BGP Peering is an agreement between different Service Providers. It is an EBGP neighborship between different Service Providers to send BGP traffic between them without paying upstream Service Provider.
To understand BGP peering, first we must understand how networks are connected to each other on the Internet. The Internet is a collection of many individual networks, which interconnect with each other under the common goal of ensuring global reachability between any two points.
BGP Peering and Transit Links
As in the above picture, there are three primary relationships in this interconnection:
- Provider: Typically someone who is paid and has the responsibility of routing packets to/from the entire Internet.
- Customer: Typically someone who pays a provider with the expectation that their packets will be routed to/from the entire Internet.
- Peers: Two networks that get together and agree to exchange traffic between each others’ networks, typically for free. There are generally two types of peering: public and private. Both will be explained in this session.
Reduced operating cost: A transit provider is not being paid to deliver some portion of your traffic. Peering traffic is free!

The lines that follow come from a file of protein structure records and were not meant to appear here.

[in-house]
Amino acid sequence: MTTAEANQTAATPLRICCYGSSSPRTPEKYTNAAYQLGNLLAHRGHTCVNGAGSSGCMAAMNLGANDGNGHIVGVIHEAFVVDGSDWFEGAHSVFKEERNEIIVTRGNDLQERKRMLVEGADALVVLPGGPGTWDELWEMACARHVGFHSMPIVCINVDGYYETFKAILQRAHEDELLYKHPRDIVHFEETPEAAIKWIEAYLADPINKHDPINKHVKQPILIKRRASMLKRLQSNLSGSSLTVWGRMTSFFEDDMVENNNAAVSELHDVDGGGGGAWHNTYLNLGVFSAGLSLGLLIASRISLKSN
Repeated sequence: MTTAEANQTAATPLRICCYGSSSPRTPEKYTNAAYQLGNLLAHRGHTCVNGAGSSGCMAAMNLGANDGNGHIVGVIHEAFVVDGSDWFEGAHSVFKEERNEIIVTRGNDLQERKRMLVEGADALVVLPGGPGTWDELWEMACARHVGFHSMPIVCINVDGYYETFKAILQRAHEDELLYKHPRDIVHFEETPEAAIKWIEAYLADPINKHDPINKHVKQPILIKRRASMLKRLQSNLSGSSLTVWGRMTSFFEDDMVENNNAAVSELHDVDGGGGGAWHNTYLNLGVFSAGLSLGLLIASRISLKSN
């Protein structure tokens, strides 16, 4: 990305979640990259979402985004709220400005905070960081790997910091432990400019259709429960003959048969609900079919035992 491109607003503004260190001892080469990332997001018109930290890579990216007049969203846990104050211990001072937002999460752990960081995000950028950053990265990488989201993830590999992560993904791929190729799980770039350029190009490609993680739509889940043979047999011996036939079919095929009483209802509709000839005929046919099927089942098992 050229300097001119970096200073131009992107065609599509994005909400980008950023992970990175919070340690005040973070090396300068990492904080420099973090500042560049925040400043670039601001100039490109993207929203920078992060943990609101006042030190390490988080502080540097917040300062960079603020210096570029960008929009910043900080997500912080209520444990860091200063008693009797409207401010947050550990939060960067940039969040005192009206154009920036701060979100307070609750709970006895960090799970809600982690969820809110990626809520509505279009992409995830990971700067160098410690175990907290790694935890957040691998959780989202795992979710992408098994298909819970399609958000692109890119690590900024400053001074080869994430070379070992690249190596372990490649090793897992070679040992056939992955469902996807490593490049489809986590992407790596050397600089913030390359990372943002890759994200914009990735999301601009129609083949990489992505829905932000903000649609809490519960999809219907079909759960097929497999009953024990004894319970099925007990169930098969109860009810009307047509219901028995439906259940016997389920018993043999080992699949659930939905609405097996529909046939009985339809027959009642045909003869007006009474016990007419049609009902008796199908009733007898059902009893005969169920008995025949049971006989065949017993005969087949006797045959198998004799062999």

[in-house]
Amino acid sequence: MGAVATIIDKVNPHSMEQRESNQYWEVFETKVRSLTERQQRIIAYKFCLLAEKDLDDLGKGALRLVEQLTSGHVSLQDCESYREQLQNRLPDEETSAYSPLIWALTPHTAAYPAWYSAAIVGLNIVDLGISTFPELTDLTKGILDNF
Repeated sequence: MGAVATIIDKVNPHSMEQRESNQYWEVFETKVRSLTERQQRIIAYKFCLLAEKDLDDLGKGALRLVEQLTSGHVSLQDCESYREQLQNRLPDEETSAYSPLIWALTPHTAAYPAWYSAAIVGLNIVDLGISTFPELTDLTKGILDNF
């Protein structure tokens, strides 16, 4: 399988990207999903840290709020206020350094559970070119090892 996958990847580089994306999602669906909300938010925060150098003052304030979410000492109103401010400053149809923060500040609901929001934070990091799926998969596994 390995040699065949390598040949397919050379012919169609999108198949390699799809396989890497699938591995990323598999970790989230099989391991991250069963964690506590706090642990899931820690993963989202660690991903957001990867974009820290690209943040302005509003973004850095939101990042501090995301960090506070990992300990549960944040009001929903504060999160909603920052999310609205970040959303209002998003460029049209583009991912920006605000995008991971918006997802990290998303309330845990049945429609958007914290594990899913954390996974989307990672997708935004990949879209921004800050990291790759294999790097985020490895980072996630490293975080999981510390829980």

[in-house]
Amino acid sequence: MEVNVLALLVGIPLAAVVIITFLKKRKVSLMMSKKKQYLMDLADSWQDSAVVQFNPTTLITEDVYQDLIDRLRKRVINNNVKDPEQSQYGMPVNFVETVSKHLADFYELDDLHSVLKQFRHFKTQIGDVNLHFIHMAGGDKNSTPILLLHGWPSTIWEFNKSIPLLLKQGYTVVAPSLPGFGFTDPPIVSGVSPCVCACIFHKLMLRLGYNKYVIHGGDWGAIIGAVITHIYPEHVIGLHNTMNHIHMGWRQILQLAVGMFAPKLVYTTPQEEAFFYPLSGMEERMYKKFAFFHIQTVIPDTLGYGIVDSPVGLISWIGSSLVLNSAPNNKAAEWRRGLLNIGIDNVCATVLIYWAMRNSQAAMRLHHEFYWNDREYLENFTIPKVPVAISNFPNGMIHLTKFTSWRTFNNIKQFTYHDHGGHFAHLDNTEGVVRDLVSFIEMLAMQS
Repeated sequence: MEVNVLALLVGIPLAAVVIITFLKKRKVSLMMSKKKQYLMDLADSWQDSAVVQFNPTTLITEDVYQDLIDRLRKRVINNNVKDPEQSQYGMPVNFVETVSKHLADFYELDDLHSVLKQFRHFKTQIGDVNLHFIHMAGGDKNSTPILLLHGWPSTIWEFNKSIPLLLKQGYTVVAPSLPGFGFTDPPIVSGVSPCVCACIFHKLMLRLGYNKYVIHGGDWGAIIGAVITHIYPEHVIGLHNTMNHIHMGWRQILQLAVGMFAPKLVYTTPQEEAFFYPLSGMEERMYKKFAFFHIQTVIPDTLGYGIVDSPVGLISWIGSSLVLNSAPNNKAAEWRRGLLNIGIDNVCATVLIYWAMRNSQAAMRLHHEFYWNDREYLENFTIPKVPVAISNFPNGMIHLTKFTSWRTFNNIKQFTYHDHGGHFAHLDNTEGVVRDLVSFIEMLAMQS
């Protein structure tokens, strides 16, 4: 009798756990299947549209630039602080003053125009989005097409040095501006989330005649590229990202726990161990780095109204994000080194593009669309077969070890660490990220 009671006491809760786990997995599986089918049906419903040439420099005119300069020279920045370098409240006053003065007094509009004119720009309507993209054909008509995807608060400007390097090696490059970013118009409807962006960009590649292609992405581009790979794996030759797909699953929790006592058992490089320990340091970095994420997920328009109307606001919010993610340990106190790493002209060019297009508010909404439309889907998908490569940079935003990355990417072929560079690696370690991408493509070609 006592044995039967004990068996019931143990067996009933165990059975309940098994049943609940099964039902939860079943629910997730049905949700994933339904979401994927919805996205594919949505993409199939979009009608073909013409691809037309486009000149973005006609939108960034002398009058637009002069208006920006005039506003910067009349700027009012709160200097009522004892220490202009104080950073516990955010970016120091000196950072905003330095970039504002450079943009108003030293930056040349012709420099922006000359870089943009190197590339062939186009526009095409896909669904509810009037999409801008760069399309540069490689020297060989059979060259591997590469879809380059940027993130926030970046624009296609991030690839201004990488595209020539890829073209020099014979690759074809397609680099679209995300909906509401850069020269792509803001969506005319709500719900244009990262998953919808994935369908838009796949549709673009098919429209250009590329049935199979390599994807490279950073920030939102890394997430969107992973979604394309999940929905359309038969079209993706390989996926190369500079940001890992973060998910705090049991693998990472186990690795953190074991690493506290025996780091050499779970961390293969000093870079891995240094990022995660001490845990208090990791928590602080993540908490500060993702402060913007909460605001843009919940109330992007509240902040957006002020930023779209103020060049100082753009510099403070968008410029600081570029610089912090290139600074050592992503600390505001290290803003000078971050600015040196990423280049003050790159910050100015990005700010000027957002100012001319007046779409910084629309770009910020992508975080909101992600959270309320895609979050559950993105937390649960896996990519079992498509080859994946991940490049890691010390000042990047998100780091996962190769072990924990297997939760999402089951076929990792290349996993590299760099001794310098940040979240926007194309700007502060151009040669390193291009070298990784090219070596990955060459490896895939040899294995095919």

Improved routing: By directly connecting with another network with whom you exchange traffic, you are eliminating a middle-man and potential failure point.
Distribution of traffic: By distributing traffic over interconnections with many different networks, the ability to scale is potentially improved.
In the above diagram, Two Service Providers create a BGP Peering with each other and send only their customer and aggregate subnets. They don’t need to use upstream transit Service Provider to reach their customers.
Private BGP Peering
Private Peering is a direct interconnection between two networks, using a dedicated transport service or fiber.It is also known as bilateral peering in the industry.
- May also be called a Private Network Interconnect, or PNI.
- Inside a datacenter this is usually a dark-fiber cross-connect. May also be a Telco-delivered circuit as well.
- If there is big amount of traffic between two networks, private peering makes more sense than public peering
- Private peering can be setup inside Internet Exchange Point as well
- Larger companies generally uses Private peering rather than Public peering since they want to select who they are going to be peer with.
Typically public peering is done at the exchange point. BGP Route servers are used in public peering to improve scalability. It is very common BGP Router reflector which is used in IBGP topologies. The difference is BGP Route Server is used in EBGP.
Exchange point is commonly referred as IX. It is BGP prefix exchange between the Service Providers.
Internet Exchange Point network is basically a Layer 2 LAN.
Each Service Providers is assigned an IP address from the common LAN and BGP neighborship is setup between the SP and the Route Servers of IX.
Below is UAE-IX physical topology which consist of two Ethernet switches and trunk connection between them.